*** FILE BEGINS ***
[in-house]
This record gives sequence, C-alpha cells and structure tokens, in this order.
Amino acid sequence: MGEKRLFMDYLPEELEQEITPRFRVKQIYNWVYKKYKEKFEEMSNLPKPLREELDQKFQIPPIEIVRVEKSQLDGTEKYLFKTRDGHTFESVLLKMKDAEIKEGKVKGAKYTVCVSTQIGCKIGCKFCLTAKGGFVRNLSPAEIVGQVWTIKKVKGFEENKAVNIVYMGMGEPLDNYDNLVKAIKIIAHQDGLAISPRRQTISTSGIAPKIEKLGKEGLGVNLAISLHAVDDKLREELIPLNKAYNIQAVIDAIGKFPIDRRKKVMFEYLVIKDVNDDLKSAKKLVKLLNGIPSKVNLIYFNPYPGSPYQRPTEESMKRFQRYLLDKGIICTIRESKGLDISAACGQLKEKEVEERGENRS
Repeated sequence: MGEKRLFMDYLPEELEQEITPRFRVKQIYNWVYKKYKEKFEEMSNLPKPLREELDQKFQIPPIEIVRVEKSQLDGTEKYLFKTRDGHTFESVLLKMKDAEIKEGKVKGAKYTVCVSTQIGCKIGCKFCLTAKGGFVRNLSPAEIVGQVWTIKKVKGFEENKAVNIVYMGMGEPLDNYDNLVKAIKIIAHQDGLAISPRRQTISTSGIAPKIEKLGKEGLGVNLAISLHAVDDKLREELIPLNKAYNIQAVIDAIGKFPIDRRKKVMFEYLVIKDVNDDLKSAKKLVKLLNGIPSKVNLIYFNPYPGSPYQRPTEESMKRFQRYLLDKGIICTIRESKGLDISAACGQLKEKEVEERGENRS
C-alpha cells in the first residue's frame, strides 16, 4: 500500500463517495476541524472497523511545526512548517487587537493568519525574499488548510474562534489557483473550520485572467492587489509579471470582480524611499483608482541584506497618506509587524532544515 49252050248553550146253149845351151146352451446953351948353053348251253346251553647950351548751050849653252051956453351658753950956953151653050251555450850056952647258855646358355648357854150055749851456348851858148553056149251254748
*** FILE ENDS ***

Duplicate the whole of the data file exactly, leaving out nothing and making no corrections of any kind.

[in-house]
This record gives sequence, C-alpha cells and structure tokens, in this order.
Amino acid sequence: MGEKRLFMDYLPEELEQEITPRFRVKQIYNWVYKKYKEKFEEMSNLPKPLREELDQKFQIPPIEIVRVEKSQLDGTEKYLFKTRDGHTFESVLLKMKDAEIKEGKVKGAKYTVCVSTQIGCKIGCKFCLTAKGGFVRNLSPAEIVGQVWTIKKVKGFEENKAVNIVYMGMGEPLDNYDNLVKAIKIIAHQDGLAISPRRQTISTSGIAPKIEKLGKEGLGVNLAISLHAVDDKLREELIPLNKAYNIQAVIDAIGKFPIDRRKKVMFEYLVIKDVNDDLKSAKKLVKLLNGIPSKVNLIYFNPYPGSPYQRPTEESMKRFQRYLLDKGIICTIRESKGLDISAACGQLKEKEVEERGENRS
Repeated sequence: MGEKRLFMDYLPEELEQEITPRFRVKQIYNWVYKKYKEKFEEMSNLPKPLREELDQKFQIPPIEIVRVEKSQLDGTEKYLFKTRDGHTFESVLLKMKDAEIKEGKVKGAKYTVCVSTQIGCKIGCKFCLTAKGGFVRNLSPAEIVGQVWTIKKVKGFEENKAVNIVYMGMGEPLDNYDNLVKAIKIIAHQDGLAISPRRQTISTSGIAPKIEKLGKEGLGVNLAISLHAVDDKLREELIPLNKAYNIQAVIDAIGKFPIDRRKKVMFEYLVIKDVNDDLKSAKKLVKLLNGIPSKVNLIYFNPYPGSPYQRPTEESMKRFQRYLLDKGIICTIRESKGLDISAACGQLKEKEVEERGENRS
C-alpha cells in the first residue's frame, strides 16, 4: 500500500463517495476541524472497523511545526512548517487587537493568519525574499488548510474562534489557483473550520485572467492587489509579471470582480524611499483608482541584506497618506509587524532544515 49252050248553550146253149845351151146352451446953351948353053348251253346251553647950351548751050849653252051956453351658753950956953151653050251555450850056952647258855646358355648357854150055749851456348851858148553056149251254748